HOUSTON — As far as Carl Richardson is concerned, it's bad enough that a limousine driver refused to take him, his wife, and a friend to the airport with their two guide dogs. But what makes the Brighton, Mass., man even more irate is that it has taken 2½ months to get Houston authorities to treat his case seriously and pursue criminal action against the driver.
Richardson, who is blind, said he has had a hard time even convincing police and prosecutors that it's a misdemeanor to refuse a ride to people who use service dogs. And Richardson, who has logged countless phone calls and posted nonstop e-mails to a nationwide online community of guide dog users, has no plans to let the matter drop.
Under Texas law, refusing public transportation to a person with an assistance animal is punishable with a fine of $300 to $1,000. But Richardson said that initially, the police officer investigating the case didn't know there was such a law. Richardson's long-distance tenacity eventually resulted in two citations, which were issued to the driver by the airport division of the Houston Police Department.
However, when the case was turned over to municipal courts, chief prosecutor Randy Zamora said his office had never before dealt with that law, which is part of the state's human resources code. Although Zamora is well aware of the federal Americans with Disabilities Act, which provides for civil penalties against people who discriminate against the disabled, he hadn't run across the state's criminal statute.
"To be perfectly honest with you," he said, "when they first brought it to my attention, I said, OK, if the officer wrote it, it's probably against the law, but I've never heard of it. Even I — and I do this all the time — had never heard of this." As a result, the case, originally scheduled for trial in late April, was dismissed. Zamora said his office, however, is now planning to refile criminal charges against the driver, Eyad Doleh.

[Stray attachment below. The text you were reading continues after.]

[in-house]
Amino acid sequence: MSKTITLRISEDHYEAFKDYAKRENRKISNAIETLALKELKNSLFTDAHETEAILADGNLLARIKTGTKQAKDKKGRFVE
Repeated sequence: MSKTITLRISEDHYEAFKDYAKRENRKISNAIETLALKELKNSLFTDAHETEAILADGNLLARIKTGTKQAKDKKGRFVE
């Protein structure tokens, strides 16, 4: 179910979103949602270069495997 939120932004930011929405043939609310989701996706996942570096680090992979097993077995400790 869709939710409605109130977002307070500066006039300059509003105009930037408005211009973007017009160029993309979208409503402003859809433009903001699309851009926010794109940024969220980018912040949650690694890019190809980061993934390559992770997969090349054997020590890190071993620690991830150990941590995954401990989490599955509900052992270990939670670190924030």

Edward Casanova, the attorney who represents Doleh, said the matter is all a big misunderstanding. The only reason his client wouldn't give them a ride, he said, is because he wasn't aware when he was called that they had two dogs, both Labrador retrievers, and he didn't think there was room in his Lincoln Town Car to safely accommodate everyone.
Richardson and his friend, Joseph Yee, who had the other guide dog, said they were only told that it was against the limousine company's policy to let dogs ride in the car.
Omar Abaid, who owns Houston Limo and Transportation Service, said his company has no policy against dogs as long as they are restrained. He said he offered to send another car to take Richardson's party to the airport, but they insisted that Doleh take them. He said Doleh is an independent driver who owns his own car.
Source: Houston Chronicle